Gail commented that her greatest adventures have always been with Dave. She described a big-game hunt in Africa where the group they were hunting with had come upon a baby elephant caught in a local hunter’s snare. After covering the elephant’s head, they were able to free his leg so he could return to his herd. Seeing the animal suffer had a profound impact on the couple, later influencing their philanthropic enterprise.

Complementing their big lives, the Linigers have even bigger hearts. Both are graduates from Craig Hospital, a world-renowned rehabilitation hospital specializing in neurorehabilitation and research. In 1983, a mere week before the couple was to be married, Gail was involved in a plane crash and suffered a traumatic brain injury that permanently disabled her left side. She was in a coma and subsequently spent five months recovering at Craig. In 2012, Dave contracted a staph infection that landed him in a coma and left him a quadriplegic. Both were told by doctors that they may never walk again, and both overcame the odds. Having received first-hand experience from the rehabilitation done at Craig, the Linigers are now premier philanthropists for the hospital and support the hard work and miracles that the doctors, nurses and staff help their patients perform daily. In 2015, the bridge that connects Craig Hospital’s east and west buildings was formally dedicated and renamed the “Liniger Bridge to Independence.”

Last year, Craig, in recognition for all that the Linigers have done and continue to do for the organization, nominated the couple for the Lifetime Achievement Award at the National Philanthropy Day in Colorado. Mary Feller, former executive director for the Craig Hospital Foundation, said that what the Linigers have done for Craig and the hospital’s staff goes above and beyond. “They are a couple who is dedicated to Colorado and who have done so much for the community through their philanthropic giving,” she continued.

In 1993, Dave took up golf. Gail, not to be left behind, did too. “I wasn’t going to become a golf widow,” she proclaimed. The couple had purchased a piece of land nearby for their internationally-renowned horse enterprise, but instead of establishing a ranch on the property, decided to build a golf course.

“There have been many rumors over the years about why I built that golf course,” said Dave in jest, “none of which were true.” In 1996, Dave met with his friend Jim Engh (award-winning master golf course designer), and together they designed and built Sanctuary golf course – for Gail. Dave took Engh, a six pack of beer and a bucket of balls up to the ridge where Sanctuary sits today, and together they hit balls and imagined what they could build.

“The rugged terrain up there didn’t make it easy,” said Engh, “but Dave and I talked a lot about it; he wanted to ensure Gail could play it.” Engh took careful consideration to not only create a course that would be fun for Gail and her signature one-arm golf swing, but to also maximize the topography and natural beauty of the land, which is bordered on all sides by Daniels Park. “One of the most inspirational things I’ve ever seen in the game of golf is playing with Gail,” Engh said. “I remember one time she hit a 112 using one arm – purely out of determination and joy for the game. It was humbling to me,” he recalled.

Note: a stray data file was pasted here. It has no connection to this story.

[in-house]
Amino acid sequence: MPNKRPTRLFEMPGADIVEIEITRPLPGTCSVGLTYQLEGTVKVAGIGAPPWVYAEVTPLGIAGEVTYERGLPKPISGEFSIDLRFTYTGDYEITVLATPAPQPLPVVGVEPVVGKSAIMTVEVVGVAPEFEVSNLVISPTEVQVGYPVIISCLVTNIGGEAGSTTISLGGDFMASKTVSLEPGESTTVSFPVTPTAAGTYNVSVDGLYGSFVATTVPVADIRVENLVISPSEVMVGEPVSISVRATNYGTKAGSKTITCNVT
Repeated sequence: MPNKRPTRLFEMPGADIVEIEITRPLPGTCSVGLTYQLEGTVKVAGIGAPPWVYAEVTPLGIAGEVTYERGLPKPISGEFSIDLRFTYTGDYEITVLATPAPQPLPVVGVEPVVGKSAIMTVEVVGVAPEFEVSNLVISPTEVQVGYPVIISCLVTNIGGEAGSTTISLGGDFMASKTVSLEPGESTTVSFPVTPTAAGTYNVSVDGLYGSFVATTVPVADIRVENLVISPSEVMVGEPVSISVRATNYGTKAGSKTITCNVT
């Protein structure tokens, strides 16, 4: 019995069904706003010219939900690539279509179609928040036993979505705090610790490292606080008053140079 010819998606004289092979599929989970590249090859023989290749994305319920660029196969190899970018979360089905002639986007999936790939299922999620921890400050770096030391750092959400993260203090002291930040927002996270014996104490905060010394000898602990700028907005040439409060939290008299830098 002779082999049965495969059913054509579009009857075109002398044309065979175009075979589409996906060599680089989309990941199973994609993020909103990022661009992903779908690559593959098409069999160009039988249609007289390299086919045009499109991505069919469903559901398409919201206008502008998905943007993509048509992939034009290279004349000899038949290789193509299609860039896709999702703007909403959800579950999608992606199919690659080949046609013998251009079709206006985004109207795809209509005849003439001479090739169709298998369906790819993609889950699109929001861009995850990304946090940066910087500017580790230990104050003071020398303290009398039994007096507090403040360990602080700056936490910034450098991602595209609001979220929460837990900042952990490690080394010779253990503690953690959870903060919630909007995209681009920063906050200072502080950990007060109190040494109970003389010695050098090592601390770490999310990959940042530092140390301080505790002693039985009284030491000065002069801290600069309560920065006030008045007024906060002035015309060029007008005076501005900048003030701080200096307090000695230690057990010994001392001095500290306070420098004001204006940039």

Dave said that building the course was a great accomplishment and admitted that, in some respects, for him, it was more fun to build than to play. Dave and Gail are the only members of the private course. Although Gail doesn’t hit the greens as often as she would like, she still cherishes her hole-in-one that she made golfing at Sanctuary.

In the philanthropic spirit, the Linigers make Sanctuary available for a limited number of charity events every year. The couple hand selects the participating organizations from hundreds of applicants. “It’s hard work choosing,” said Gail. “There are so many wonderful organizations, and we learned early on how difficult the selection process would be.” In addition to carving out three military days each year where only combat veterans from all branches of the military can play, the couple typically selects from organizations benefiting the arts, children and healthcare. The charities raise substantial funds at Sanctuary tournaments; events have generated more than $110 million in contributions since the course opened in 1997.

Both preservationists, the Linigers co-founded The Wildlife Experience in 2002. As avid wildlife conservationists, they envisioned the museum as an educational opportunity to alert others of the need to be stalwart stewards of the land. Located in Parker, the cultural and educational center is home to an extensive collection of wildlife art and taxidermy, including pieces from the Linigers’ personal collection. In 2014, the couple donated the museum to the University of Colorado. Now, in addition to the museum, there are classrooms and labs offering degrees, graduate certificates and credit-bearing courses.

Dave’s passion for the military and law enforcement runs deep. He purchased the CNN Warrior One Hummer (seen on the TV show Overhaulin’) and used it to tour the country and raise money for The Fisher House, a charity and foundation that builds homes for military and veteran families to stay free of charge while a loved one is in the hospital.

Currently, the Linigers are partnering with the Douglas County Sheriff’s Office (DCSO) to build out the Liniger Emergency Vehicle Operations Center. It opened in 2017 to provide emergency responders a place to hone their driving skills under challenging road conditions; a cause close to his heart, as Dave has been a DCSO reserve for 20 years.

Nearly a half century later and with countless adventures and stories to tell, Dave and Gail playfully laugh and say that although Dave is the published author in the house, whoever is left at the end of their greatest adventure together will have the luxury of writing the book and telling the untold stories.